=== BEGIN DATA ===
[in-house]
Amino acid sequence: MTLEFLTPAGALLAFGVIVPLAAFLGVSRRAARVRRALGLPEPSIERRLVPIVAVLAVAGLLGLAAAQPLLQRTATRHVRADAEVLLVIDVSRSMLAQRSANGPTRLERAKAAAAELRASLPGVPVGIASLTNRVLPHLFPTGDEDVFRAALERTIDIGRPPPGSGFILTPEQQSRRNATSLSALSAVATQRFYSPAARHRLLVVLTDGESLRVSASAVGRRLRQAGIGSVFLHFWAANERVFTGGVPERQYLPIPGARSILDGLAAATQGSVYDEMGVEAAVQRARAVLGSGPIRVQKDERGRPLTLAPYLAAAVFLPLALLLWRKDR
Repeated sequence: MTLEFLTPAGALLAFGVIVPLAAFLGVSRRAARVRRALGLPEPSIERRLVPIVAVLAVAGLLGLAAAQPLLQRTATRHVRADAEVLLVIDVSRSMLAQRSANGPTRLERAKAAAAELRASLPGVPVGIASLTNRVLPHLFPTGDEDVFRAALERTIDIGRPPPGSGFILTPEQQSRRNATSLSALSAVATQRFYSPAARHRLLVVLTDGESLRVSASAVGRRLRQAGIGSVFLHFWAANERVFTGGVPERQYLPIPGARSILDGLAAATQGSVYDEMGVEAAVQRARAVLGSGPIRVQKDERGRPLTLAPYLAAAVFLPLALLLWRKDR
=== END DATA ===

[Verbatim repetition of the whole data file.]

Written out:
[in-house]
Amino acid sequence: MTLEFLTPAGALLAFGVIVPLAAFLGVSRRAARVRRALGLPEPSIERRLVPIVAVLAVAGLLGLAAAQPLLQRTATRHVRADAEVLLVIDVSRSMLAQRSANGPTRLERAKAAAAELRASLPGVPVGIASLTNRVLPHLFPTGDEDVFRAALERTIDIGRPPPGSGFILTPEQQSRRNATSLSALSAVATQRFYSPAARHRLLVVLTDGESLRVSASAVGRRLRQAGIGSVFLHFWAANERVFTGGVPERQYLPIPGARSILDGLAAATQGSVYDEMGVEAAVQRARAVLGSGPIRVQKDERGRPLTLAPYLAAAVFLPLALLLWRKDR
Repeated sequence: MTLEFLTPAGALLAFGVIVPLAAFLGVSRRAARVRRALGLPEPSIERRLVPIVAVLAVAGLLGLAAAQPLLQRTATRHVRADAEVLLVIDVSRSMLAQRSANGPTRLERAKAAAAELRASLPGVPVGIASLTNRVLPHLFPTGDEDVFRAALERTIDIGRPPPGSGFILTPEQQSRRNATSLSALSAVATQRFYSPAARHRLLVVLTDGESLRVSASAVGRRLRQAGIGSVFLHFWAANERVFTGGVPERQYLPIPGARSILDGLAAATQGSVYDEMGVEAAVQRARAVLGSGPIRVQKDERGRPLTLAPYLAAAVFLPLALLLWRKDR